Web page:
Authors and After Words

Hannah Tinti’s first novel, The Good Thief (2008), was well received indeed. It won the American Library Association’s “Alex” award and the John Sargent Sr. First Novel Prize. What interests me is the nearly obligatory reference that surfaced in almost every review of the book.

Here, for instance, is the review from written by one Megan Ward:  “Ren [the 12-year-old hero is] an Oliver Twist at heart, which keeps the reader rooting for him even as he gets mixed up with a Dickensian cast of characters – a remorseless hit man, a belligerent dwarf, a mad doctor and a pair of unlucky twins.” The head line for this review reads:  “Hannah Tinti’s Good Thief:  twist on Dickens.”

From a New York Times Book Review (September 28, 2008) Maile Meloy wrote:  “The plot is Dickensian, and so are some of the names…”

From the August 2008 column, “Books of the Times,” Jane Maslin writes:  “…in The Good Thief, the reader can find plain-spoken fiction full of traditional virtues:  strong plotting, pure lucidity, visceral momentum and a total absence of writerly mannerisms. In Ms Tinti’s case that means an American Dickensian tale with touches of Harry Potterish whimsy along with a macabre streak of spooky New England history.”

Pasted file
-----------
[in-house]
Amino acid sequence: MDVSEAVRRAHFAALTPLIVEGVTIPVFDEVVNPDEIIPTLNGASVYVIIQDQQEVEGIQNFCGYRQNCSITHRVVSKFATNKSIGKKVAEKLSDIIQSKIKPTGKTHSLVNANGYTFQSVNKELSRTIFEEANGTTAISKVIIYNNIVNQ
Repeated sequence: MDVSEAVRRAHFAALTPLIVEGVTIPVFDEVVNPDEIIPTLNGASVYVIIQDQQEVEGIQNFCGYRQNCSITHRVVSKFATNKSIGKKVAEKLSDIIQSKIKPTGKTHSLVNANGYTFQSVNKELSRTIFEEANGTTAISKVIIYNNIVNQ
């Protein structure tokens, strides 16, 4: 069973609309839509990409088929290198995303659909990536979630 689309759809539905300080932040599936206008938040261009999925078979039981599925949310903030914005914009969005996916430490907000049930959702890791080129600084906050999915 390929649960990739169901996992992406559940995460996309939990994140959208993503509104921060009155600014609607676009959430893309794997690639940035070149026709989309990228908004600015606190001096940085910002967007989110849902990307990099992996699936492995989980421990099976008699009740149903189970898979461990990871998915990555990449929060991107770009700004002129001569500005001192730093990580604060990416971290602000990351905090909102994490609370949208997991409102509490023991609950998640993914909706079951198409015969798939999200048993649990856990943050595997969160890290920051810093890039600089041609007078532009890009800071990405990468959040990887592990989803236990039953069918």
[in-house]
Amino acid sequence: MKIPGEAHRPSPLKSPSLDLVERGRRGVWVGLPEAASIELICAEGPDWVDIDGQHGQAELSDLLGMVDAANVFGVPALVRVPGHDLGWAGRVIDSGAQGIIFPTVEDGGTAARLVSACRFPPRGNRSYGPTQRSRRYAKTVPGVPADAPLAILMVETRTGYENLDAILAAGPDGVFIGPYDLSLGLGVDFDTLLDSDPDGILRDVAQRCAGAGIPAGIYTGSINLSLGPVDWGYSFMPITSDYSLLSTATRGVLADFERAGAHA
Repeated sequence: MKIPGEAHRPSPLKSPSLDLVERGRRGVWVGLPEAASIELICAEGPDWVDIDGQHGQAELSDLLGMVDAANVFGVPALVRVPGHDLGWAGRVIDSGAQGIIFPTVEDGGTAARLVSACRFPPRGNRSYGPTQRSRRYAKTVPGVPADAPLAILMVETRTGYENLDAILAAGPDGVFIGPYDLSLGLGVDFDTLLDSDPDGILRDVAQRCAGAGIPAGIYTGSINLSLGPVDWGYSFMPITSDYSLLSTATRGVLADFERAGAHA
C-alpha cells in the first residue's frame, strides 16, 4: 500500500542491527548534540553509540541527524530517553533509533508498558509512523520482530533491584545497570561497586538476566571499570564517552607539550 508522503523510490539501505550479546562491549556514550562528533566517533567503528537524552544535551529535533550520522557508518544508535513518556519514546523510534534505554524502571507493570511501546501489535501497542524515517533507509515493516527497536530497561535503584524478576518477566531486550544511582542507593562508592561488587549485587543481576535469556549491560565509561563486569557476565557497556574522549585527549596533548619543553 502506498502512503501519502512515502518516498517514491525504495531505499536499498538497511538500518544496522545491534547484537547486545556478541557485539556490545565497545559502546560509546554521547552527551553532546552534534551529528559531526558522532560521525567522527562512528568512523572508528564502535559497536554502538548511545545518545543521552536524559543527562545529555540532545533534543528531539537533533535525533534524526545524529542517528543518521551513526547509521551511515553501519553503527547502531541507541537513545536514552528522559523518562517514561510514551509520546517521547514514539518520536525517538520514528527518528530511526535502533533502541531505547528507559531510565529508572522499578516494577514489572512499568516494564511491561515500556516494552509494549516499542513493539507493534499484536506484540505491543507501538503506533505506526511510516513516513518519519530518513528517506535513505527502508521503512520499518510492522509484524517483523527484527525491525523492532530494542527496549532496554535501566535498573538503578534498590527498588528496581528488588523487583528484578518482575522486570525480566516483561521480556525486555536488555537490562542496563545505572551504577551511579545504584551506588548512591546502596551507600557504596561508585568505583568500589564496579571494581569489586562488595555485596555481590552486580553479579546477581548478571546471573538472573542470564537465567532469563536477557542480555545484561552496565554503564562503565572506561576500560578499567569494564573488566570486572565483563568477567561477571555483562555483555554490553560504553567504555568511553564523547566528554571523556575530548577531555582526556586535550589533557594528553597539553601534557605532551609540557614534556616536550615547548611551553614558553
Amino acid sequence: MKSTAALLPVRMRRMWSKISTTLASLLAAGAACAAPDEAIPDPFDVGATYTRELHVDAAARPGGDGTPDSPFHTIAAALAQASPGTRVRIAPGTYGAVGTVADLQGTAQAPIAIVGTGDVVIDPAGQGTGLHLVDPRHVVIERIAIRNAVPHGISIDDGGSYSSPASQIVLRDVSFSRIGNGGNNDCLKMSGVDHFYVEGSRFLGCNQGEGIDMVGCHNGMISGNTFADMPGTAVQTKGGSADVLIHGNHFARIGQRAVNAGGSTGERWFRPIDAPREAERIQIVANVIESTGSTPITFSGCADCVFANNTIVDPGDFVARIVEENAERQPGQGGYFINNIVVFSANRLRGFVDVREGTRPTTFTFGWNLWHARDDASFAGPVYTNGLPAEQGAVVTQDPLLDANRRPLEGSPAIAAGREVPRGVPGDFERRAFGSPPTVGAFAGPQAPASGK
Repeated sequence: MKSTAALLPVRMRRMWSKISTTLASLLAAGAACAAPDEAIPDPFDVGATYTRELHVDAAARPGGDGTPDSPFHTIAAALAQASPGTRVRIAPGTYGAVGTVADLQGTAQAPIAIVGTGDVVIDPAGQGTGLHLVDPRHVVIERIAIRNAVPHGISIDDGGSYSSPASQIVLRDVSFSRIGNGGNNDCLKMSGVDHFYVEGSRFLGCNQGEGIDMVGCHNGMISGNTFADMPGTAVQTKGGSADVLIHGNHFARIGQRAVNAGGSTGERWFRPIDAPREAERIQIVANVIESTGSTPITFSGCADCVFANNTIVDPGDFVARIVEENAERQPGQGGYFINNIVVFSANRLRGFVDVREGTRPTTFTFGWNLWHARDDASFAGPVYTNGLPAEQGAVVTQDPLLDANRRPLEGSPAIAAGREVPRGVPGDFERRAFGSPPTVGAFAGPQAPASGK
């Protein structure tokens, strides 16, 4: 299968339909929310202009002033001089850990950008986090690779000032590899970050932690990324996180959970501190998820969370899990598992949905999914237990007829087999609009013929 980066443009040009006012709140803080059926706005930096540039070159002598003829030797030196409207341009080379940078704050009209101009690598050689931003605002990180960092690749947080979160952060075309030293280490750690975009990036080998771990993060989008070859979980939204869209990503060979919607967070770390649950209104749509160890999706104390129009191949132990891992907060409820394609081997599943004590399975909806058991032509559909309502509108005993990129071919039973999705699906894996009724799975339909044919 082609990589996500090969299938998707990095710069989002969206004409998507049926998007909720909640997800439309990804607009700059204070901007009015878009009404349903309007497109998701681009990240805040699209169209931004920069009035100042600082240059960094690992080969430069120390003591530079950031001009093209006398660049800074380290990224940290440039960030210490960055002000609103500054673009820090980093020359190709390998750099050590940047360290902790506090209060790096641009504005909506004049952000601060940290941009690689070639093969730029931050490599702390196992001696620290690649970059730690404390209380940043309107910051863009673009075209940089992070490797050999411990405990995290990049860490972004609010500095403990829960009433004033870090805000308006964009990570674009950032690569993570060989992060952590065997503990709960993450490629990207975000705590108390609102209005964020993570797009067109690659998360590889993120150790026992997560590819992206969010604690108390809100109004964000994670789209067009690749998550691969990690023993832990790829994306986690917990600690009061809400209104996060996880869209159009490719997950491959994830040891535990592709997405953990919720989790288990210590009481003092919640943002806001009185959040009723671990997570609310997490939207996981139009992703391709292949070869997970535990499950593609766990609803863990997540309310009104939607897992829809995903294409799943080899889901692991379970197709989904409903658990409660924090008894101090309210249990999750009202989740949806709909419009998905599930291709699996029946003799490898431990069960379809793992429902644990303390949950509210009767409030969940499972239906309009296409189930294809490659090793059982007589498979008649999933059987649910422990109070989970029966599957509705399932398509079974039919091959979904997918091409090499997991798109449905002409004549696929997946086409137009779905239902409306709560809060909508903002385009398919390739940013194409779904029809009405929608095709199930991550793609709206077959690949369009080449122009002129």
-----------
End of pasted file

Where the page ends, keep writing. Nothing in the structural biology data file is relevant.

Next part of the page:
In the Washington Post on Sunday, August 31, 2008, in a review by Ron Charles, one reads:  “Set in the dark woods of 19th century New England, The Good Thief follows a bright, one-handed orphan through enough harrowing scrapes and turns to satisfy your inner Dickens.” Later he writes:  “Ren’s plight is creaky with sentimentality, but Tinti knows how to keep her balance as she steps through these hoary conventions of Victorian melodrama. By the time she finishes describing Ren’s little collection of stolen objects and his muted despair, I wanted to sign the adoption papers myself.” (Emphasis mine.)

As I read The Good Thief, it not only captured more than a wisp of Dickens but recalled as well the chilling allure of the great Gothic horror novels, books like Dr. Jekyll and Mr. Hyde, The Legend of Sleepy Hollow – which Ms. Tinti refers to in an amusing way – and any of the great works of Edgar Allen Poe. I agree that on the surface, it’s a pretty good read, with thrills and chills galore, but then, the more I think of it, the redemption, such as it is, comes too late, too easily, and costs too much. As Melissa Allison writes in her review for the Seattle Times, “The Good Thief probably is not a book that will change people’s lives, but it is a delightful coming-of-age tale with poignant life lessons that make Ren wiser.” I think, on first read, I liked the book more than Ms. Allison, but towards the end, the Gothic elements do overpower the narrative with their violence, brutality, and cruelty. It must be said:  The Good Thief is more than a little violent. It is over the top! So much so that Tinti’s style has become the substance of her book, embedded as it is in the prime image of the book – the severed stump of the boy’s left wrist! Are we really to believe that her 12-year-old hero, Ren, can recover easily from the relentless and ascending trauma of his young life? Such experiences cannot simply be written through and away. At least in some measure, Tinti’s bittersweet ending reflects the persistently brutal loss that continues to permeate this brave boy’s life.